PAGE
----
I don’t know how NASA’s James Hansen keeps up his pace of writing — or how he puts up with the steady stream of disinformation launched against him. I am not trying to create a cult of personality around him, but I do feel under some obligation to give his writing as much attention as possible — as I think he has done more than any other scientist to raise awareness on climate change, and deserves our thanks, not slander.
“The latest swift-boating,” Hansen explains in a new post “is the whacko claim that I received $720,000.00 from George Soros.” Here is a smear from Investors Business Daily of all places — I have no idea why investors would be interested in such drivel — which migrated over to the conservative websight NewsBusters in an article titled, “Is Global Warming Alarmist James Hansen a Shill for George Soros?”
Hansen explains, “Here is the real deal, with the order of things as well as I can remember without wasting even more time digging into papers and records”:
Sometime after giving a potentially provocative interview to Sixty Minutes, but before it aired, I tried to get legal advice on my rights of free speech. I made two or three attempts to contact people at Freedom Forum, who I had given permission to use a quote (something like “in my thirty-some years in the government, I have never seen anything like the present restrictions on the flow of information from scientists to the public”) on their calendar. I wanted to know where I could get, preferably inexpensive, legal advice. Never got a reply.
But then I received a call from the President of the Government Accountability Project (GAP) telling me that I had won the Ridenaur Award (including a moderate amount of cash — $10,000 I believe; the award is named for the guy who exposed the Viet Nam My Lai massacre), and offering pro bono legal advice. I agreed to accept the latter (temporarily), signing something to let them represent me (which had an escape clause that I later exercised).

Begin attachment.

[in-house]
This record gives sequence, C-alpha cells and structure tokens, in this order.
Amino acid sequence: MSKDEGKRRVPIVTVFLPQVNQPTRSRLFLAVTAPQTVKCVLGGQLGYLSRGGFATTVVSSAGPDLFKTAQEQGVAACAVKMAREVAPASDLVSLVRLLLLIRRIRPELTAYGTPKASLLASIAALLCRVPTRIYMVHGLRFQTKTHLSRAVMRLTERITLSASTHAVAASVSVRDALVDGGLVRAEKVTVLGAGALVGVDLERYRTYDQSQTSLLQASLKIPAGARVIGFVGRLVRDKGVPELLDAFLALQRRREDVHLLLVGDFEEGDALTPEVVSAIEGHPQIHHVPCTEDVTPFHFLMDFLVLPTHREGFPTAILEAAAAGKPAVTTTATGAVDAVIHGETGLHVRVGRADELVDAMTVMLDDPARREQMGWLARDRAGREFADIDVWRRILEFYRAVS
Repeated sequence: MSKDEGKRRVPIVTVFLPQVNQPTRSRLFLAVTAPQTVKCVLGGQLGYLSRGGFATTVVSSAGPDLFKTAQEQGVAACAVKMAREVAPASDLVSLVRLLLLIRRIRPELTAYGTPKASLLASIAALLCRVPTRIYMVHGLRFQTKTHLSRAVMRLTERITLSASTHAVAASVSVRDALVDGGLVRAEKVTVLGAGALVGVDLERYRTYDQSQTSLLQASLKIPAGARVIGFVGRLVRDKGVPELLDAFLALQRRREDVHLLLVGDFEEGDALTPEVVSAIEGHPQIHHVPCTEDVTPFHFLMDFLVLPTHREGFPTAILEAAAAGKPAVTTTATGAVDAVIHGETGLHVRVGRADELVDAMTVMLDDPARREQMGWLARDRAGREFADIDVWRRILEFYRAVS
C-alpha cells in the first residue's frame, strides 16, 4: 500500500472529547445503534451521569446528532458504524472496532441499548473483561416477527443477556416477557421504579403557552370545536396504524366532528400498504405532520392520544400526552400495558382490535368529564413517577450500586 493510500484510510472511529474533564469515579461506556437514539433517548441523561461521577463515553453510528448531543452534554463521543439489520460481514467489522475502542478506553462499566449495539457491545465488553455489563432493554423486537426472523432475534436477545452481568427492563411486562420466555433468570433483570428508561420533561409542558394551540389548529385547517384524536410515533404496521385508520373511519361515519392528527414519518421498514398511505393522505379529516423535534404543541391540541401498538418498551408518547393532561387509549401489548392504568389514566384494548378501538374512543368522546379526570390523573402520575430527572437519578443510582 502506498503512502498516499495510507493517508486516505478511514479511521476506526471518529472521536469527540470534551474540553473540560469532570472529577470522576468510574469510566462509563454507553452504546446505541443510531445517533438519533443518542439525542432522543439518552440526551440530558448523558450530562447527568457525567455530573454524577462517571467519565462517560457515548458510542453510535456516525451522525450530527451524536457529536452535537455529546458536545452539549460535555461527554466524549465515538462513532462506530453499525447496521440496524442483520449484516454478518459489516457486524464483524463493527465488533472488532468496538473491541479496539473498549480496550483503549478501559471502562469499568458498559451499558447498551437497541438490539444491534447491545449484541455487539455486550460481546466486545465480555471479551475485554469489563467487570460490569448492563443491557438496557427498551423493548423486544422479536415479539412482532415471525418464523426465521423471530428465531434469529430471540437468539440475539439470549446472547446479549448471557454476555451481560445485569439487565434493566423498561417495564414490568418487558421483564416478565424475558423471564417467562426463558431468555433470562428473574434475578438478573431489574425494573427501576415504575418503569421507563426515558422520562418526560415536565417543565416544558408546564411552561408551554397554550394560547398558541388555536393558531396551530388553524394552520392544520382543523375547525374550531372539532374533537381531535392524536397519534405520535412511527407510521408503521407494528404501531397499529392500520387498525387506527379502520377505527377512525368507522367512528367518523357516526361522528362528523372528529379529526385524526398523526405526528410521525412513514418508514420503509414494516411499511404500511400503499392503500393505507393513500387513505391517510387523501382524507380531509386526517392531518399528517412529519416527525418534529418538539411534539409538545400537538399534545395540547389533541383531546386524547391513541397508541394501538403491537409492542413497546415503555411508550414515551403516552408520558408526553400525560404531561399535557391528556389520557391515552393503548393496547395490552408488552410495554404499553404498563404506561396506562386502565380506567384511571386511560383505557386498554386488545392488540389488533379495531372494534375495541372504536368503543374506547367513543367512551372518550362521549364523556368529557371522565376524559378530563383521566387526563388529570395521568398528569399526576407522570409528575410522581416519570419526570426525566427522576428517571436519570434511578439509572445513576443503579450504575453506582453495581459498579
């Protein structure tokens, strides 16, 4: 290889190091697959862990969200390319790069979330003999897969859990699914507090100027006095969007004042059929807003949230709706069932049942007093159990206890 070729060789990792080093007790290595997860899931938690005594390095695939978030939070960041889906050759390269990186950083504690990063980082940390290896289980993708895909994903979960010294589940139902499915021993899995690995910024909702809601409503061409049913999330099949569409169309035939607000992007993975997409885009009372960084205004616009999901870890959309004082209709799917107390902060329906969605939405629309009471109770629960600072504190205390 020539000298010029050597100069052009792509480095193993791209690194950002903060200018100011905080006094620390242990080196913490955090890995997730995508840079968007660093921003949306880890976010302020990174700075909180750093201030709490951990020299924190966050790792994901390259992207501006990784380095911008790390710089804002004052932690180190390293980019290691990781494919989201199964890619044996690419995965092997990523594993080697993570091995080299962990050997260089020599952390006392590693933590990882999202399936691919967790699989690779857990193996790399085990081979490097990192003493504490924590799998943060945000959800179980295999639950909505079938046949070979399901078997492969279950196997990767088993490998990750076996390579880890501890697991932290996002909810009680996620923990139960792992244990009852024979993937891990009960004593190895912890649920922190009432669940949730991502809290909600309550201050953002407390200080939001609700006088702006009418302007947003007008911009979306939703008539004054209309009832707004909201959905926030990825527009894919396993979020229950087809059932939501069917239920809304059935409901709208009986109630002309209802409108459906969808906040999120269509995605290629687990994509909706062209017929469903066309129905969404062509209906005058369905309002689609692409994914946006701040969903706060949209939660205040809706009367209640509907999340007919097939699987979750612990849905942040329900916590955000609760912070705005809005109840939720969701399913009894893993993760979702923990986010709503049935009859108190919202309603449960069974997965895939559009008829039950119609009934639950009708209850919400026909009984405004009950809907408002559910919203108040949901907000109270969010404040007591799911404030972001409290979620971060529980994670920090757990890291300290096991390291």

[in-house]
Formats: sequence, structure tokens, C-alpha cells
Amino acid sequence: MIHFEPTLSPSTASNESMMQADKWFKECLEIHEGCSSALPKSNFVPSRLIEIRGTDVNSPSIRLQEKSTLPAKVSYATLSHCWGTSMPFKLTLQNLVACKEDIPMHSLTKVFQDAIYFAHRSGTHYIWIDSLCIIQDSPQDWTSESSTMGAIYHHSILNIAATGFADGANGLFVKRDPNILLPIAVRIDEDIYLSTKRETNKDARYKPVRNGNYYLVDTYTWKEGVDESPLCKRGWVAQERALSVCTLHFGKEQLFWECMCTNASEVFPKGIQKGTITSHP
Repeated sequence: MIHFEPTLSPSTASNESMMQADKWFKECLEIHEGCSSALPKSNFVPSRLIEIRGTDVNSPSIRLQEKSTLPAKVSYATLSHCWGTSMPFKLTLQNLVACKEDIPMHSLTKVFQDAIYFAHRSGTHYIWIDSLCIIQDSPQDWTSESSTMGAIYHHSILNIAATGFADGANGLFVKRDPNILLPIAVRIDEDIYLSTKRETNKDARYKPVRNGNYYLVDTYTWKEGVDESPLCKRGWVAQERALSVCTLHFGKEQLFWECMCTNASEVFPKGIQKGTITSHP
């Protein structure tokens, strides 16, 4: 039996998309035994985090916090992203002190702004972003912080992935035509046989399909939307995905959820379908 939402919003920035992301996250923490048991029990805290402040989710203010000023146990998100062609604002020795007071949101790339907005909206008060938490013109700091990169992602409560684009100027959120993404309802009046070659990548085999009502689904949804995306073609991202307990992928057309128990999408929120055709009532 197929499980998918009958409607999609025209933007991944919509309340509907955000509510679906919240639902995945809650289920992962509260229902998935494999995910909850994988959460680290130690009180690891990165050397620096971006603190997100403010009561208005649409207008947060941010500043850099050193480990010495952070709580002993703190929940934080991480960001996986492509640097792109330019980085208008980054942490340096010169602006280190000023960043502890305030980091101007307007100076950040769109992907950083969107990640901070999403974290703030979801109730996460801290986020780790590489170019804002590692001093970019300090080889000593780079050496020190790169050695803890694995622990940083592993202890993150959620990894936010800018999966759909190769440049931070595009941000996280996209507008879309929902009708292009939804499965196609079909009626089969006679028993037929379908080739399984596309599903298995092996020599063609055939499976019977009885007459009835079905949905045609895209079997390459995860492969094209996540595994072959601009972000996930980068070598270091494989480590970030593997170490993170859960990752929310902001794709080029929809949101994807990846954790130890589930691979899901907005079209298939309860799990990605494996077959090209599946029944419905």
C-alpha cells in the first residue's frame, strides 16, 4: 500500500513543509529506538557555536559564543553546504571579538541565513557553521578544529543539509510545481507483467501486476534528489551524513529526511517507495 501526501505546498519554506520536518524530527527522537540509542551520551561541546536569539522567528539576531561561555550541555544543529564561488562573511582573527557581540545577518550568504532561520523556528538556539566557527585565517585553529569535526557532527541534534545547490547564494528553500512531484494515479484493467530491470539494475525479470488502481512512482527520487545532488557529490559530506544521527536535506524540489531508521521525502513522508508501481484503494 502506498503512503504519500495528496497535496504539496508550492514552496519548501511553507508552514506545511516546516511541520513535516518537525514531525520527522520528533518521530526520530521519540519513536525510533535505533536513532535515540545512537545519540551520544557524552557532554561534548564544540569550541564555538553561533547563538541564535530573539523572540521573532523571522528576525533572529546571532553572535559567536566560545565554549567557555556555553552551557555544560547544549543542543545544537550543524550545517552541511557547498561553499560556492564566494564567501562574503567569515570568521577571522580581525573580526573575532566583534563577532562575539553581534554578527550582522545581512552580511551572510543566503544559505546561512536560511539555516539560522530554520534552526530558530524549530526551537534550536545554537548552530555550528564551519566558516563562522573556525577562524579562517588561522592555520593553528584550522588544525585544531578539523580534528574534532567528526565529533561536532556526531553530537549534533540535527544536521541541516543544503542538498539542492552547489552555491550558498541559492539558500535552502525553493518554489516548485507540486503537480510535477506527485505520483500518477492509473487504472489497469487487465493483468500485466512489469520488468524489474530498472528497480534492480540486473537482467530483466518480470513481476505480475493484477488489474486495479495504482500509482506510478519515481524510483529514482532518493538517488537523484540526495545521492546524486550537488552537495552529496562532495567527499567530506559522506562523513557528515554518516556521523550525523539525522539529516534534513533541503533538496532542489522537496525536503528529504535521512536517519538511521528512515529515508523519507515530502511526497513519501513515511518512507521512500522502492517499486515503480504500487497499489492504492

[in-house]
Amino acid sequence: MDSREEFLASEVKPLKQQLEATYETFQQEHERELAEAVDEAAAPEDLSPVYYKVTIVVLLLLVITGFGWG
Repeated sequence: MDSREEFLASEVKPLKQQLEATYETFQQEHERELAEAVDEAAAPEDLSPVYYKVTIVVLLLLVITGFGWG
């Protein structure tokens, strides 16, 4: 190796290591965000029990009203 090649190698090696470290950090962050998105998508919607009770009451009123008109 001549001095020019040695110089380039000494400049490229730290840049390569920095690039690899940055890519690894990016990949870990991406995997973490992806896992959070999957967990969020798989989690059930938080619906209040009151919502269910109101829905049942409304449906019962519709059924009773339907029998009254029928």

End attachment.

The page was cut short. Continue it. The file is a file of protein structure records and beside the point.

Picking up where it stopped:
I started to get the feeling that there may be expectations (strings) coming with the award, and I was concerned that it may create the appearance that I had spoken out about government censorship for the sake of the $. So I called the President of GAP, asking how the nomination process worked and who made the selection. He mentioned that he either nominated or selected me. So I declined the award, but I continued to accept pro bono legal advice for a while.
The principal thing that they provided was the attached letter to NASA. This letter shows me why scientists drive 1995 Hondas and lawyers drive Mercedes. I have a feeling that the reader of that letter had at least one extra gulp of coffee that morning.
But it turns out that GAP has lost most of their cases in defending whistle-blowers. It is obviously not because they are crummy lawyers. Things are getting pretty tough in our country. It is still not clear to me what rights of free speech we actually have today. Some people think that things must have changed in our government, since I have been speaking pretty freely of late. That is mainly appearance. The (free speech) situation in NASA is good at the moment only because our Administrator made a strong statement. The rules as written, according to GAP, will allow the next Administrator, if he so desires, to hammer the free speaker. But the big problem is that the Offices of Public Affairs in most agencies, at the Headquarters level, have been staffed with political appointees, who in effect are running Offices of Propaganda (Mark Bowen has written a book about this, which will come out in December). Public Affairs people at the field centers are dedicated professionals, but political appointees occupy the Headquarters positions in Washington. I complained about this to a Government Reform committee in the House, saying that there should be a law that Public Affairs must be staffed by professional civil servants, not political appointees. I did not seem to raise much interest. Too much reform for a Reform committee, I guess.
The bottom line is: I did not receive one thin dime from George Soros. Perhaps GAP did, but I would be surprised if they got $720,000 (that’s a lot of Mercedes). Whatever amount they got, I do not see anything wrong with it. They are a non-profit organization. Seems like a great idea to have some good lawyers trying to protect free speech.
By the way, in case anybody finds out that George Soros INTENDED to send me $720,000 but could not find my address, please let me know! We are pretty hard pressed here.
I’m glad he has kept his sense of humor.
I would also add that Hansen can speak fairly freely because he is high-profile and would be impossible to fire. But there are countless government scientists who are not in his position, who have been successfully muzzled (here and here and here).
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